Transitions

During my journey in grief I can attest to the fact that transitions are more difficult than they used to be. Yet knowing this and managing this are two distinct things. The end of the school year hit me hard. Given that we were traveling the week prior, I was coming home to post vacation blues. I returned to the markers of time that close a chapter - field day, parties, teacher gifts, and ceremonies. Oliver is now a sixth grader, about to enter his final year of elementary school. On Instagram was I greeted with photos of Wavey's peers prepping for dances and celebrating that they are now high schoolers. My entire being is feeling the weight of this transition. Migraines, body aches, clumsiness, forgetfulness, insomnia, restlessness - all physical manifestations of stress. Grief is all encompassing.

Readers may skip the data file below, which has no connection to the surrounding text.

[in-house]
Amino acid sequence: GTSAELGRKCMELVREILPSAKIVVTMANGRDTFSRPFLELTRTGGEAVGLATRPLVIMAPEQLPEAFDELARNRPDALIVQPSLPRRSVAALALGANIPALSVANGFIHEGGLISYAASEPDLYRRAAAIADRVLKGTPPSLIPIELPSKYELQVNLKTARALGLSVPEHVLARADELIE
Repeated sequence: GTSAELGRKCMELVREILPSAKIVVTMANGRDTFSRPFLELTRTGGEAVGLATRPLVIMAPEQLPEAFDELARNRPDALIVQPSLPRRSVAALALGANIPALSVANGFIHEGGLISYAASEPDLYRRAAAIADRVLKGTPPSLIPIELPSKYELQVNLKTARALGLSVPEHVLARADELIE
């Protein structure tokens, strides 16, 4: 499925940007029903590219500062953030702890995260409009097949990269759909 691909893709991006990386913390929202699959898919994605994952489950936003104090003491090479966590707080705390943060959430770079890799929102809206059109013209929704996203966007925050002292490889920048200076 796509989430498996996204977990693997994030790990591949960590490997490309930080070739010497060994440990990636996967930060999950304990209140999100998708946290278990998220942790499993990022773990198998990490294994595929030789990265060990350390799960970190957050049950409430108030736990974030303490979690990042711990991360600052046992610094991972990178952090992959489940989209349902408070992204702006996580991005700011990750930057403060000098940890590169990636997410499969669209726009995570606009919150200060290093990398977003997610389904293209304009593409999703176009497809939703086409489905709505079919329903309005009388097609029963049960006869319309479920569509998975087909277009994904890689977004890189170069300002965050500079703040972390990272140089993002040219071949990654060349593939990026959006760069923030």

I have decided to make additional changes to Waverly's room. Gone are her pink flower wall stickers. Peeled green paint remains on the walls, waiting to be covered in a simple light gray. Two twin beds await white paint in the middle of the room. My summer project is to create a second guest room. Her pink polka dot curtains will remain and her girly duvets will drape across both beds, but it will become a comfortable space for visitors. Matt recently commented that it no longer feels like her bedroom. The truth stung and my eyes responded in kind with tears.

I worry about forgetting her and I worry I focus on her too much. It is a unnatural balancing act and one that brings intense amounts of guilt. And all the while I attempt to record each moment with Oliver; not wanting to forget I make mental notes. Each day he brings reminders of his sister as he transitions.

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